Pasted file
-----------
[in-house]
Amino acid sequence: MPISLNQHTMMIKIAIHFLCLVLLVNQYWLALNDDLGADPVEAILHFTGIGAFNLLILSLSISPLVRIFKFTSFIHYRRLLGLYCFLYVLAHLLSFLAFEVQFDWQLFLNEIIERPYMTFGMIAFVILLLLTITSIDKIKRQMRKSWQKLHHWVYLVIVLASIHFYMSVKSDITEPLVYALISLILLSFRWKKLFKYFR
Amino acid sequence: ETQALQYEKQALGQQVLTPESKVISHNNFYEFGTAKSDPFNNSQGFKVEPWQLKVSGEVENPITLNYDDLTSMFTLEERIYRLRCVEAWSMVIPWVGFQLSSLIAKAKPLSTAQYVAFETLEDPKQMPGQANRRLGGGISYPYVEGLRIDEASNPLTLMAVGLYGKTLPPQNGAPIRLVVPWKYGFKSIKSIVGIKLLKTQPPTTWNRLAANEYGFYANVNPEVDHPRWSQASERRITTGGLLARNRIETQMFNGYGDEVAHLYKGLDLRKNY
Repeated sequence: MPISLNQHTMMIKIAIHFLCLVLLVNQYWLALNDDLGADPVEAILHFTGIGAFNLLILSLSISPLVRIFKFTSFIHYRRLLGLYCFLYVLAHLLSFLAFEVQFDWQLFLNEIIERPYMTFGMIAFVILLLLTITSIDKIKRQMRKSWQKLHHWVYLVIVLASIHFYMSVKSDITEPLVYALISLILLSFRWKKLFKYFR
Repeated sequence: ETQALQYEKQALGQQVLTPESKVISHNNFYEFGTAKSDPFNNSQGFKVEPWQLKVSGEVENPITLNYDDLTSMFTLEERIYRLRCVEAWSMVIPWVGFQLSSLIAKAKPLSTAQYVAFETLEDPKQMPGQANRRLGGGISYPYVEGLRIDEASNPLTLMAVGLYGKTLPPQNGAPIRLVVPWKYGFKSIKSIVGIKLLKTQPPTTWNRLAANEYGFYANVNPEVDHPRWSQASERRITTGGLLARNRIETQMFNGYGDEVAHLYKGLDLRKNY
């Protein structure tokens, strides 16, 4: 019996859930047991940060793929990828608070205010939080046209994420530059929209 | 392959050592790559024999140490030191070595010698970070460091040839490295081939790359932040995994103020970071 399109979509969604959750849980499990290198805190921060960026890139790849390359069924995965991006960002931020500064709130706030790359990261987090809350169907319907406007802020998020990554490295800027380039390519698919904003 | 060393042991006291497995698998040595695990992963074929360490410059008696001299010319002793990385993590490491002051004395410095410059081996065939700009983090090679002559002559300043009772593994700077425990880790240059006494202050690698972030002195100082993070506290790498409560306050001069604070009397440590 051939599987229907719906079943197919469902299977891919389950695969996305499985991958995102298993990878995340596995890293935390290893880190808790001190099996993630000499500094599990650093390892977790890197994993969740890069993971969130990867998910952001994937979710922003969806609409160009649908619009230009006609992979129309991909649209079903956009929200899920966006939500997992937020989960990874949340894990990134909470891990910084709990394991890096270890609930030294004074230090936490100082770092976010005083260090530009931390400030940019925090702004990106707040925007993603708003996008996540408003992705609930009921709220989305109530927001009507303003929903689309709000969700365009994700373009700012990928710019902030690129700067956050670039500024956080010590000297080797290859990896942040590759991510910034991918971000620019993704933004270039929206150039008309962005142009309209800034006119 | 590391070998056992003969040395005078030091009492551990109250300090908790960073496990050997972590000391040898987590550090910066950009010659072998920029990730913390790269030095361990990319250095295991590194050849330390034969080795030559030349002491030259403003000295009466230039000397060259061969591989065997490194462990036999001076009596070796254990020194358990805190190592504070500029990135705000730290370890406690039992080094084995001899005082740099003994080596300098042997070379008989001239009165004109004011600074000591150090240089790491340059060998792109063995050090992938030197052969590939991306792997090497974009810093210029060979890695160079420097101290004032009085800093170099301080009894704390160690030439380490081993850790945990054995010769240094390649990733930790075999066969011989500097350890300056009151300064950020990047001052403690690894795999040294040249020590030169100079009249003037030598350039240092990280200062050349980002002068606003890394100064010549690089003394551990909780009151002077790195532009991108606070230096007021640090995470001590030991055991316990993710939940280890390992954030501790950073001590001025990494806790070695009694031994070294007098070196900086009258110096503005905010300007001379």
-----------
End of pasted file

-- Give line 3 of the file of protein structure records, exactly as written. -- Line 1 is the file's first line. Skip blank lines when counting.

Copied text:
Amino acid sequence: ETQALQYEKQALGQQVLTPESKVISHNNFYEFGTAKSDPFNNSQGFKVEPWQLKVSGEVENPITLNYDDLTSMFTLEERIYRLRCVEAWSMVIPWVGFQLSSLIAKAKPLSTAQYVAFETLEDPKQMPGQANRRLGGGISYPYVEGLRIDEASNPLTLMAVGLYGKTLPPQNGAPIRLVVPWKYGFKSIKSIVGIKLLKTQPPTTWNRLAANEYGFYANVNPEVDHPRWSQASERRITTGGLLARNRIETQMFNGYGDEVAHLYKGLDLRKNY